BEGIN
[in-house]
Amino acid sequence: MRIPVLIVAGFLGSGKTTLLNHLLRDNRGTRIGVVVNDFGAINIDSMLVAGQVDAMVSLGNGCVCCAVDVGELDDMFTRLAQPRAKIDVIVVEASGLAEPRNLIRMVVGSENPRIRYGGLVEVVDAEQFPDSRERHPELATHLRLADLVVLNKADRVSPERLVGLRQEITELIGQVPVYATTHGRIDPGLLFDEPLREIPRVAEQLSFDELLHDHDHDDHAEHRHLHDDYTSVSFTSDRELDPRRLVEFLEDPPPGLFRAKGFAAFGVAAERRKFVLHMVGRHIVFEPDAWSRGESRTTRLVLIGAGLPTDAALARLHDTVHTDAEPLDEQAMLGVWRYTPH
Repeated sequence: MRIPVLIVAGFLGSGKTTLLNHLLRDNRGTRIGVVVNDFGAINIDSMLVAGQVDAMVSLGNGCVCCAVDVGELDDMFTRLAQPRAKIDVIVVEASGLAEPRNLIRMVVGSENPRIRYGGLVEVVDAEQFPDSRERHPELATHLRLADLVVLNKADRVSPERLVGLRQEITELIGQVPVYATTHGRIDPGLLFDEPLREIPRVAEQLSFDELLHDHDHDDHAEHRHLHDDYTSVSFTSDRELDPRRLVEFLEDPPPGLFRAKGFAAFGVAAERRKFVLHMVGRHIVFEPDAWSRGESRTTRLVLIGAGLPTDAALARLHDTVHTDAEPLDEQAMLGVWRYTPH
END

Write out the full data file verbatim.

[in-house]
Amino acid sequence: MRIPVLIVAGFLGSGKTTLLNHLLRDNRGTRIGVVVNDFGAINIDSMLVAGQVDAMVSLGNGCVCCAVDVGELDDMFTRLAQPRAKIDVIVVEASGLAEPRNLIRMVVGSENPRIRYGGLVEVVDAEQFPDSRERHPELATHLRLADLVVLNKADRVSPERLVGLRQEITELIGQVPVYATTHGRIDPGLLFDEPLREIPRVAEQLSFDELLHDHDHDDHAEHRHLHDDYTSVSFTSDRELDPRRLVEFLEDPPPGLFRAKGFAAFGVAAERRKFVLHMVGRHIVFEPDAWSRGESRTTRLVLIGAGLPTDAALARLHDTVHTDAEPLDEQAMLGVWRYTPH
Repeated sequence: MRIPVLIVAGFLGSGKTTLLNHLLRDNRGTRIGVVVNDFGAINIDSMLVAGQVDAMVSLGNGCVCCAVDVGELDDMFTRLAQPRAKIDVIVVEASGLAEPRNLIRMVVGSENPRIRYGGLVEVVDAEQFPDSRERHPELATHLRLADLVVLNKADRVSPERLVGLRQEITELIGQVPVYATTHGRIDPGLLFDEPLREIPRVAEQLSFDELLHDHDHDDHAEHRHLHDDYTSVSFTSDRELDPRRLVEFLEDPPPGLFRAKGFAAFGVAAERRKFVLHMVGRHIVFEPDAWSRGESRTTRLVLIGAGLPTDAALARLHDTVHTDAEPLDEQAMLGVWRYTPH